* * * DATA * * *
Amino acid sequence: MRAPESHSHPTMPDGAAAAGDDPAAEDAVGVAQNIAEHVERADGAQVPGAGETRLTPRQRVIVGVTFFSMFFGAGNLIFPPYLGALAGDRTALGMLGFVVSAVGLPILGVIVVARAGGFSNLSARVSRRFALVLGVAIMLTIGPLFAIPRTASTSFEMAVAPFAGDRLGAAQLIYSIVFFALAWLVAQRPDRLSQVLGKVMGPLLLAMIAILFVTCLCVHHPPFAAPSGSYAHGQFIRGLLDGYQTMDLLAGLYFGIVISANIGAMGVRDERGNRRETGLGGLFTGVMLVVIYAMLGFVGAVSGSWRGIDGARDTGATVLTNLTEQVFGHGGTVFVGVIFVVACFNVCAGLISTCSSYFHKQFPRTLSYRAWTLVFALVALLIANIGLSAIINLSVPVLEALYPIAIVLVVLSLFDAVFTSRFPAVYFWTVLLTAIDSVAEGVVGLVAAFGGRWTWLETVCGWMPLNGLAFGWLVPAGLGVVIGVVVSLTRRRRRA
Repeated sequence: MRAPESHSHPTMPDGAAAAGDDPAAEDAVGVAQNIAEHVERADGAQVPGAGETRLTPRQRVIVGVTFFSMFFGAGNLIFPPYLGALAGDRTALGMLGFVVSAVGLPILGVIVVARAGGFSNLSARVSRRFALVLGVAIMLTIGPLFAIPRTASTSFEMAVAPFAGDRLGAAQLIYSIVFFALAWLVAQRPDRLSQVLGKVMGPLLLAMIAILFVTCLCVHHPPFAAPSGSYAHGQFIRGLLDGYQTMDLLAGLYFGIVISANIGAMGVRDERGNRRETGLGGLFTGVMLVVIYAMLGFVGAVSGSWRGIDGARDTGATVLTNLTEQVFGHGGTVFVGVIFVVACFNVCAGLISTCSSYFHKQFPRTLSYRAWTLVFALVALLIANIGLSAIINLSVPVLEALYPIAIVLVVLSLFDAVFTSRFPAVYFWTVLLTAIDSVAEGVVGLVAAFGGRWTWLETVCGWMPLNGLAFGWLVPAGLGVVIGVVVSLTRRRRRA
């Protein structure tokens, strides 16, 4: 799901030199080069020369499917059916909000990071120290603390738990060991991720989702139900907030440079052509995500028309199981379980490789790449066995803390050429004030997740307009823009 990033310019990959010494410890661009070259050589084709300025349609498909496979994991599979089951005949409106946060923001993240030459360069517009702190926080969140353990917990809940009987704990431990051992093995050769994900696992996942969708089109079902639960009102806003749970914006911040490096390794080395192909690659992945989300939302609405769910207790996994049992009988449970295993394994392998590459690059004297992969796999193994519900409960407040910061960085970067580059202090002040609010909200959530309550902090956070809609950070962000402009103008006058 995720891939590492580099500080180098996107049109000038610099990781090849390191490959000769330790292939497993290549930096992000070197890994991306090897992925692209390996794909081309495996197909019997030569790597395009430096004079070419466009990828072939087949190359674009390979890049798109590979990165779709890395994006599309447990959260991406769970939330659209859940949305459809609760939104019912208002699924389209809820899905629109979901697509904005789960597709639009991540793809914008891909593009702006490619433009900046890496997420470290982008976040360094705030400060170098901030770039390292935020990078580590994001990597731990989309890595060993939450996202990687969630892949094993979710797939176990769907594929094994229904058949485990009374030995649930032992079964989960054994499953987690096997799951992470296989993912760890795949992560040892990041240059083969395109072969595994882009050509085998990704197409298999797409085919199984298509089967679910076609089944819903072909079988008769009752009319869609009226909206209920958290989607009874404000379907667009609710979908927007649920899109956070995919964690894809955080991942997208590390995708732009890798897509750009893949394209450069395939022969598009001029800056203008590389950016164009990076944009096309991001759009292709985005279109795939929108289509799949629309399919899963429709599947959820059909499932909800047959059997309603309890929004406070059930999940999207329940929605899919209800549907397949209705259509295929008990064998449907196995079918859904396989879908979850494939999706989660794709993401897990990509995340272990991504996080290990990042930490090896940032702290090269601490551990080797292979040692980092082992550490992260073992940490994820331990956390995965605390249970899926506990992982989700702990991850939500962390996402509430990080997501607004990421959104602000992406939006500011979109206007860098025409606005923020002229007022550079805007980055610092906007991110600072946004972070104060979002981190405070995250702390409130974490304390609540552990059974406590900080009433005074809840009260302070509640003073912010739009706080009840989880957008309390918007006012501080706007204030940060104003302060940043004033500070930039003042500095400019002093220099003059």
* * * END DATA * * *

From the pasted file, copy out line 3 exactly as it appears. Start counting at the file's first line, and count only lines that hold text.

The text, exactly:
């Protein structure tokens, strides 16, 4: 799901030199080069020369499917059916909000990071120290603390738990060991991720989702139900907030440079052509995500028309199981379980490789790449066995803390050429004030997740307009823009 990033310019990959010494410890661009070259050589084709300025349609498909496979994991599979089951005949409106946060923001993240030459360069517009702190926080969140353990917990809940009987704990431990051992093995050769994900696992996942969708089109079902639960009102806003749970914006911040490096390794080395192909690659992945989300939302609405769910207790996994049992009988449970295993394994392998590459690059004297992969796999193994519900409960407040910061960085970067580059202090002040609010909200959530309550902090956070809609950070962000402009103008006058 995720891939590492580099500080180098996107049109000038610099990781090849390191490959000769330790292939497993290549930096992000070197890994991306090897992925692209390996794909081309495996197909019997030569790597395009430096004079070419466009990828072939087949190359674009390979890049798109590979990165779709890395994006599309447990959260991406769970939330659209859940949305459809609760939104019912208002699924389209809820899905629109979901697509904005789960597709639009991540793809914008891909593009702006490619433009900046890496997420470290982008976040360094705030400060170098901030770039390292935020990078580590994001990597731990989309890595060993939450996202990687969630892949094993979710797939176990769907594929094994229904058949485990009374030995649930032992079964989960054994499953987690096997799951992470296989993912760890795949992560040892990041240059083969395109072969595994882009050509085998990704197409298999797409085919199984298509089967679910076609089944819903072909079988008769009752009319869609009226909206209920958290989607009874404000379907667009609710979908927007649920899109956070995919964690894809955080991942997208590390995708732009890798897509750009893949394209450069395939022969598009001029800056203008590389950016164009990076944009096309991001759009292709985005279109795939929108289509799949629309399919899963429709599947959820059909499932909800047959059997309603309890929004406070059930999940999207329940929605899919209800549907397949209705259509295929008990064998449907196995079918859904396989879908979850494939999706989660794709993401897990990509995340272990991504996080290990990042930490090896940032702290090269601490551990080797292979040692980092082992550490992260073992940490994820331990956390995965605390249970899926506990992982989700702990991850939500962390996402509430990080997501607004990421959104602000992406939006500011979109206007860098025409606005923020002229007022550079805007980055610092906007991110600072946004972070104060979002981190405070995250702390409130974490304390609540552990059974406590900080009433005074809840009260302070509640003073912010739009706080009840989880957008309390918007006012501080706007204030940060104003302060940043004033500070930039003042500095400019002093220099003059």